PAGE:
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Toyohashi Tech Earthquake Disaster Engineering Research: Protecting high-rise buildings from earthquakes

The huge Tohoku earthquake off the northeast coastline in March 2011 underscores the dangers of earthquakes in Japan. Such devastating earthquakes could occur anywhere in Japan. For example, anywhere along the Nankai Trough off the Pacific coast of central Japan that stretches for hundreds of kilometers to the southwest. Due to the meeting of three tectonic plates in the region, it is an active earthquake zone, and seismologists predict that a major quake will occur along this region by mid-century.

Notably, unlike many previous quakes, such as Kobe in 1995 that destroyed low rise buildings, the Nankai Trough quake is expected to cause great damage to high-rise buildings, oil tanks and suspension bridges in cities including Tokyo, Nagoya, and Osaka.

Most earthquakes last only a few seconds. But even such short shudders lead to the release of enormous energy as shock waves spreading out from the epicenter of the earthquake. When these waves reach the surface of the Earth they cause the ground to shake and set buildings in motion, starting from their foundations and rising up through the structures.

“Every building has its own natural frequency of vibration,” says Taiki Saito, a professor in Toyohashi Tech’s Department of Architecture and Civil Engineering, who is conducting research into earthquake resistant designs. “If the frequency of an earthquake’s shockwaves matches the frequency of a building then resonance takes place and damage results.” This, he adds, is what happened in the case of the Kobe earthquake, where the high frequency waves caused small, rigid buildings rather than taller flexible buildings to collapse.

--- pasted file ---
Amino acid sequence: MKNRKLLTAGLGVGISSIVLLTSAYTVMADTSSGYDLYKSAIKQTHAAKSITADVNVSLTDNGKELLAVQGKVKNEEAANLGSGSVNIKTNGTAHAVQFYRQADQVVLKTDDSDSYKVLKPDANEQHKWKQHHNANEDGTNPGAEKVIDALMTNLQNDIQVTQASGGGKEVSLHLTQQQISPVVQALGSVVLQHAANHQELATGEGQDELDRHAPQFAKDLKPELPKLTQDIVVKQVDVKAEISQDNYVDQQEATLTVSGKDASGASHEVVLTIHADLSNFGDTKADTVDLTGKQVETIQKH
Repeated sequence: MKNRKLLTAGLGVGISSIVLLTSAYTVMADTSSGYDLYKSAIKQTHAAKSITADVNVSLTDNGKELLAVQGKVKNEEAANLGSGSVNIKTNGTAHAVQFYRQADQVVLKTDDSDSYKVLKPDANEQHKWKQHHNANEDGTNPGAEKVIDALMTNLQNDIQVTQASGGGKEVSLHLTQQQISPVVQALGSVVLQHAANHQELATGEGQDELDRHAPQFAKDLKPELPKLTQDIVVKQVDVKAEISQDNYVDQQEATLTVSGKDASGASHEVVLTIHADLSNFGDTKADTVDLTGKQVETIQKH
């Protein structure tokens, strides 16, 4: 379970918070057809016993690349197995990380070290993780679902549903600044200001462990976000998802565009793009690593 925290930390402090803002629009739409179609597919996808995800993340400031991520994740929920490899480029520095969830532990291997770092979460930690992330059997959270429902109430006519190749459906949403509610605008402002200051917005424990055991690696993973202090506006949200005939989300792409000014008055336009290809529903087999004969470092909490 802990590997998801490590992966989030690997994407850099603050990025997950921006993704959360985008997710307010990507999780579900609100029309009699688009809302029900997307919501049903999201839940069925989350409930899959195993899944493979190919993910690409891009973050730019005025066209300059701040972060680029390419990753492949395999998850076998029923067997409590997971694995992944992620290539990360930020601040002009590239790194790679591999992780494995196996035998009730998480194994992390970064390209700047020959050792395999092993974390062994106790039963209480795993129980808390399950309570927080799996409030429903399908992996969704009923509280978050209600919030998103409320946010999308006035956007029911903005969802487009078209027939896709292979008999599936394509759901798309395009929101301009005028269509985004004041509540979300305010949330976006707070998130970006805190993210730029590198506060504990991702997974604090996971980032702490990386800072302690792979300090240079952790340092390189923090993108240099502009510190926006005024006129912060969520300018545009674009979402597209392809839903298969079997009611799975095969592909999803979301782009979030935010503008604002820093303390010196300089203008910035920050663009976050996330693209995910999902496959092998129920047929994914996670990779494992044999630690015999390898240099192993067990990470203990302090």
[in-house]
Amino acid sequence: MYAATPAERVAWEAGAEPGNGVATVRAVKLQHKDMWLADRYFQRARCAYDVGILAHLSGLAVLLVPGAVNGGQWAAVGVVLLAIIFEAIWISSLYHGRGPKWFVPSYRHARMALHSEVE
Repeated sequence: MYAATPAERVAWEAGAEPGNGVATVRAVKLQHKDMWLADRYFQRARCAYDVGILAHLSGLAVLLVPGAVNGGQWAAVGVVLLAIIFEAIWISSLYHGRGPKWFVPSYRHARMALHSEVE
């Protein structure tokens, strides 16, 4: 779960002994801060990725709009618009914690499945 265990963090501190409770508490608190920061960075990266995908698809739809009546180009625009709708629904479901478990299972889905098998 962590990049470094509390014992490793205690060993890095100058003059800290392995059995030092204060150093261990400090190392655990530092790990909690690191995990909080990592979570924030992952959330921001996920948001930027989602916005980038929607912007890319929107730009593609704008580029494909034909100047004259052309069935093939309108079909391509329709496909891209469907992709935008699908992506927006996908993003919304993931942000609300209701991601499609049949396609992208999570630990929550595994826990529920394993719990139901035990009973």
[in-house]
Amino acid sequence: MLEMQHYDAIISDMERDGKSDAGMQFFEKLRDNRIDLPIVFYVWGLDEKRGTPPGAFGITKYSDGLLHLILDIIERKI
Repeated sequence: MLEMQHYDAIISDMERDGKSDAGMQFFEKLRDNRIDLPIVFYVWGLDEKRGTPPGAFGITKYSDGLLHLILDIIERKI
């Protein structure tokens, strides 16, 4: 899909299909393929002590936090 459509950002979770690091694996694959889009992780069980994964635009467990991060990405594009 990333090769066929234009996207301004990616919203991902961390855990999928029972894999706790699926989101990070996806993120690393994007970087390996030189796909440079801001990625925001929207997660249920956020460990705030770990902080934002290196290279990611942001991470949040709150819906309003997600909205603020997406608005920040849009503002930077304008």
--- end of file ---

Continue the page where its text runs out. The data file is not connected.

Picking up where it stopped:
“But Tokyo, Nagoya, and Osaka are located near deep layers of sediment,” says Saito. “Seismologists now know that such conditions can change the shock waves and create long period ground motions of low frequency even when far from a quake’s epicenter.” These low frequency waves can travel backwards and forwards through the sediment upon meeting hard obstacles like rock, creating ground movement that resonates with tall structures causing them to sway and topple.

Saito’s Earthquake Disaster Engineering Research Lab is investigating quake disaster mitigation for cities and high-rise buildings, including the development of a new type of damper that can be incorporated inside tall structures to absorb vibrations.

He is also deeply interested in promoting international cooperation to prevent damage from earthquakes, and has been working as a teaching expert with the Japan International Cooperation Agency (JICA). “Japan is most advanced in taking countermeasures against earthquakes and tsunami. It’s our duty to disseminate this knowledge and technology overseas.”

Currently, he is collaborating with Toyohashi Tech’s campus in Penang, Malaysia. “We are the only Japanese national university to have a campus abroad. And right now we are helping develop technology that can be applied to buildings in the region to protect them from earthquake damage—which is something else we are proud to be doing.”

Professor Taiki Saito
Professor Taiki Saito
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